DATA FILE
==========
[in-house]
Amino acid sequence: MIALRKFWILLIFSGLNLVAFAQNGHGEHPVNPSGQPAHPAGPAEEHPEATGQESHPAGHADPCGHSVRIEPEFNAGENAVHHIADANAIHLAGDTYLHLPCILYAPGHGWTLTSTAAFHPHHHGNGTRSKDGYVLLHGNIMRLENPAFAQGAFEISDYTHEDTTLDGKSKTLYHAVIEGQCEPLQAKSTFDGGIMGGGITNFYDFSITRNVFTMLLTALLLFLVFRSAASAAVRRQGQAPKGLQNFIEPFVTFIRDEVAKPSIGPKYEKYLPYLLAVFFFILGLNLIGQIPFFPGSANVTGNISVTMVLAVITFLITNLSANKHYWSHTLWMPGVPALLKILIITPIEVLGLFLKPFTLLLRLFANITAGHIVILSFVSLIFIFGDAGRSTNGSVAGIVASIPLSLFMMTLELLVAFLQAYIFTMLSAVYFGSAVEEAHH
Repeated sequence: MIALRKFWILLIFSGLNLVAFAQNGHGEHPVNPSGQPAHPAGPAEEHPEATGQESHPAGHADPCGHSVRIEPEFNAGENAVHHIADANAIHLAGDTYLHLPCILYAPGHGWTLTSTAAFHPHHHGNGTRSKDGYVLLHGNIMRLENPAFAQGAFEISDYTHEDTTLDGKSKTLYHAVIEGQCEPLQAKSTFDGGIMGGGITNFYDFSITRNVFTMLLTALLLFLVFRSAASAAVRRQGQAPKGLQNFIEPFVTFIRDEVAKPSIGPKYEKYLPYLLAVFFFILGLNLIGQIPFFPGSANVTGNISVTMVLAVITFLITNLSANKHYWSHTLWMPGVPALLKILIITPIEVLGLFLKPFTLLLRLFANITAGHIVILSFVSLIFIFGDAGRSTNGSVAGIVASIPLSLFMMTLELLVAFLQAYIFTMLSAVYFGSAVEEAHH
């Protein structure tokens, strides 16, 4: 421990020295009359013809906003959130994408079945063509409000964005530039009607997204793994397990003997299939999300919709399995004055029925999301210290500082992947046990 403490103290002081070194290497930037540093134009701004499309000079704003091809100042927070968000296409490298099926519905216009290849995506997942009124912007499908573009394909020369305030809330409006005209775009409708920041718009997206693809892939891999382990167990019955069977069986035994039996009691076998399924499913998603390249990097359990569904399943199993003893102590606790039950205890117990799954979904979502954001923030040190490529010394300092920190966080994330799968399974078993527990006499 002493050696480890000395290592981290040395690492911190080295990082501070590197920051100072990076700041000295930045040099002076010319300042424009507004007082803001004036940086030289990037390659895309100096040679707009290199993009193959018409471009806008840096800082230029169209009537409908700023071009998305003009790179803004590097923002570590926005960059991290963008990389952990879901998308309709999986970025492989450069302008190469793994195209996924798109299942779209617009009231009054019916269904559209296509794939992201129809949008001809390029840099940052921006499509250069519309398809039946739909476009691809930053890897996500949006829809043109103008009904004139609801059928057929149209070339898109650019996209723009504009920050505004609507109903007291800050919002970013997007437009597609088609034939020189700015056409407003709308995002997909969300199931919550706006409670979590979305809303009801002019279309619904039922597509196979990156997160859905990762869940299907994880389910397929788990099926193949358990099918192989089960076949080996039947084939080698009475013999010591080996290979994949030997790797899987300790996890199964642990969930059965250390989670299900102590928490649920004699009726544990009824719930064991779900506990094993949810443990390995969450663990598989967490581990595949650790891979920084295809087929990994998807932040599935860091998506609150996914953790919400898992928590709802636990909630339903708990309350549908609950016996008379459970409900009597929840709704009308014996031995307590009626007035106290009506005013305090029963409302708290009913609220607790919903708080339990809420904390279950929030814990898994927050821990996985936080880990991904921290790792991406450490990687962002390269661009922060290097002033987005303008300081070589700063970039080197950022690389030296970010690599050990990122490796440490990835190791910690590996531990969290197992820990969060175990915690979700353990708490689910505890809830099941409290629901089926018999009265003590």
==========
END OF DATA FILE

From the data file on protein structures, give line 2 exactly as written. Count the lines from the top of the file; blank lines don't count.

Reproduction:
Amino acid sequence: MIALRKFWILLIFSGLNLVAFAQNGHGEHPVNPSGQPAHPAGPAEEHPEATGQESHPAGHADPCGHSVRIEPEFNAGENAVHHIADANAIHLAGDTYLHLPCILYAPGHGWTLTSTAAFHPHHHGNGTRSKDGYVLLHGNIMRLENPAFAQGAFEISDYTHEDTTLDGKSKTLYHAVIEGQCEPLQAKSTFDGGIMGGGITNFYDFSITRNVFTMLLTALLLFLVFRSAASAAVRRQGQAPKGLQNFIEPFVTFIRDEVAKPSIGPKYEKYLPYLLAVFFFILGLNLIGQIPFFPGSANVTGNISVTMVLAVITFLITNLSANKHYWSHTLWMPGVPALLKILIITPIEVLGLFLKPFTLLLRLFANITAGHIVILSFVSLIFIFGDAGRSTNGSVAGIVASIPLSLFMMTLELLVAFLQAYIFTMLSAVYFGSAVEEAHH